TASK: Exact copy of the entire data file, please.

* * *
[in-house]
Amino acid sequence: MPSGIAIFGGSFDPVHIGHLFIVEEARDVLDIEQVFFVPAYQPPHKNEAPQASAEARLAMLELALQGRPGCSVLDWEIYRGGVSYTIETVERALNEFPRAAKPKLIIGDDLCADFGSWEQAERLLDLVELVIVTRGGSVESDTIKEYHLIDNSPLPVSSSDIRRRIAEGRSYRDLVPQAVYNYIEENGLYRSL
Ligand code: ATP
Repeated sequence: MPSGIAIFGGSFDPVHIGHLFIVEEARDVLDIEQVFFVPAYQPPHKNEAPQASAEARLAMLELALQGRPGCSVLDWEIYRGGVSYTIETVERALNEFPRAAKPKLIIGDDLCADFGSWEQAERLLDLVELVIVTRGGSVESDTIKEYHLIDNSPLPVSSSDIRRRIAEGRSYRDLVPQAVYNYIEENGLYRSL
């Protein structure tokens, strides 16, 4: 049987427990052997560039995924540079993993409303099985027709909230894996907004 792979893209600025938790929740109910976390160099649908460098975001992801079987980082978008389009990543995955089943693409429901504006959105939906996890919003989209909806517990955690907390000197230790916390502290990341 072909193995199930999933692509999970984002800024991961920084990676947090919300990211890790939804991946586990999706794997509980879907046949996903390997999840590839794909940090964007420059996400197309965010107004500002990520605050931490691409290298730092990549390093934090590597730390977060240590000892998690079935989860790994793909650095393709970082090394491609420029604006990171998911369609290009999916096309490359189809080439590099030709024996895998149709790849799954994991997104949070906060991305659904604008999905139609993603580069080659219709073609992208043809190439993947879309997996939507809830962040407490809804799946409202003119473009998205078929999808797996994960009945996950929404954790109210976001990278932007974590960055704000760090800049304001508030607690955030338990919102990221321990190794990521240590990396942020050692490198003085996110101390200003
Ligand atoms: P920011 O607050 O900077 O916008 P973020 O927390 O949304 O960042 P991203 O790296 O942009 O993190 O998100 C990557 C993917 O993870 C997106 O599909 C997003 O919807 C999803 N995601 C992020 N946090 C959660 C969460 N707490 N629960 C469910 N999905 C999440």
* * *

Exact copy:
[in-house]
Amino acid sequence: MPSGIAIFGGSFDPVHIGHLFIVEEARDVLDIEQVFFVPAYQPPHKNEAPQASAEARLAMLELALQGRPGCSVLDWEIYRGGVSYTIETVERALNEFPRAAKPKLIIGDDLCADFGSWEQAERLLDLVELVIVTRGGSVESDTIKEYHLIDNSPLPVSSSDIRRRIAEGRSYRDLVPQAVYNYIEENGLYRSL
Ligand code: ATP
Repeated sequence: MPSGIAIFGGSFDPVHIGHLFIVEEARDVLDIEQVFFVPAYQPPHKNEAPQASAEARLAMLELALQGRPGCSVLDWEIYRGGVSYTIETVERALNEFPRAAKPKLIIGDDLCADFGSWEQAERLLDLVELVIVTRGGSVESDTIKEYHLIDNSPLPVSSSDIRRRIAEGRSYRDLVPQAVYNYIEENGLYRSL
């Protein structure tokens, strides 16, 4: 049987427990052997560039995924540079993993409303099985027709909230894996907004 792979893209600025938790929740109910976390160099649908460098975001992801079987980082978008389009990543995955089943693409429901504006959105939906996890919003989209909806517990955690907390000197230790916390502290990341 072909193995199930999933692509999970984002800024991961920084990676947090919300990211890790939804991946586990999706794997509980879907046949996903390997999840590839794909940090964007420059996400197309965010107004500002990520605050931490691409290298730092990549390093934090590597730390977060240590000892998690079935989860790994793909650095393709970082090394491609420029604006990171998911369609290009999916096309490359189809080439590099030709024996895998149709790849799954994991997104949070906060991305659904604008999905139609993603580069080659219709073609992208043809190439993947879309997996939507809830962040407490809804799946409202003119473009998205078929999808797996994960009945996950929404954790109210976001990278932007974590960055704000760090800049304001508030607690955030338990919102990221321990190794990521240590990396942020050692490198003085996110101390200003
Ligand atoms: P920011 O607050 O900077 O916008 P973020 O927390 O949304 O960042 P991203 O790296 O942009 O993190 O998100 C990557 C993917 O993870 C997106 O599909 C997003 O919807 C999803 N995601 C992020 N946090 C959660 C969460 N707490 N629960 C469910 N999905 C999440």